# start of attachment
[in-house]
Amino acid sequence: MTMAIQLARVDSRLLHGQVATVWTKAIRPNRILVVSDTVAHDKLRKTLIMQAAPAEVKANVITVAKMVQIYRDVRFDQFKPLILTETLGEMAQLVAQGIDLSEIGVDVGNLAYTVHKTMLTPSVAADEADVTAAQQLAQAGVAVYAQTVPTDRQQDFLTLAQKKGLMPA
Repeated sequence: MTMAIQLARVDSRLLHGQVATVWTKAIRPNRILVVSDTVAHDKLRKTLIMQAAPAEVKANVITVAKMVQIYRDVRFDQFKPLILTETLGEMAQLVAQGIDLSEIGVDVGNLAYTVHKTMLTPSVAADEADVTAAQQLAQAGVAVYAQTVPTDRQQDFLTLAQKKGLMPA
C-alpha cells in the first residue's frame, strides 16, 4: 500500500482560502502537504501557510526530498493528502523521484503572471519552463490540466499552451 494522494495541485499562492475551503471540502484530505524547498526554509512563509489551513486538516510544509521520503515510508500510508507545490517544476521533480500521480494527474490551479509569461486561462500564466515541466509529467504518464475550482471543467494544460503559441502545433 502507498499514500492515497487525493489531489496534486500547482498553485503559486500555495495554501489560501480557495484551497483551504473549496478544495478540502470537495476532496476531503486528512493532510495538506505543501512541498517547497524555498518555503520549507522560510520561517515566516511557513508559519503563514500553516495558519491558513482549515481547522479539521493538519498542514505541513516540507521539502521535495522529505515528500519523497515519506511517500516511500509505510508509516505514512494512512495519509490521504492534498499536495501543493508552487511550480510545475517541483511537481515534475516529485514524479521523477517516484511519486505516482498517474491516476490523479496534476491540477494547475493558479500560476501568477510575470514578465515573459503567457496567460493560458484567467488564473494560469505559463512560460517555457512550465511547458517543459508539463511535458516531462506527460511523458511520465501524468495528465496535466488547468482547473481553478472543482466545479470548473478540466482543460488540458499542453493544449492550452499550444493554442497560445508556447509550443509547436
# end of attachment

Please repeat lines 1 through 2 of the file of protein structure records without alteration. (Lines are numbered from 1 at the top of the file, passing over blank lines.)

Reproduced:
[in-house]
Amino acid sequence: MTMAIQLARVDSRLLHGQVATVWTKAIRPNRILVVSDTVAHDKLRKTLIMQAAPAEVKANVITVAKMVQIYRDVRFDQFKPLILTETLGEMAQLVAQGIDLSEIGVDVGNLAYTVHKTMLTPSVAADEADVTAAQQLAQAGVAVYAQTVPTDRQQDFLTLAQKKGLMPA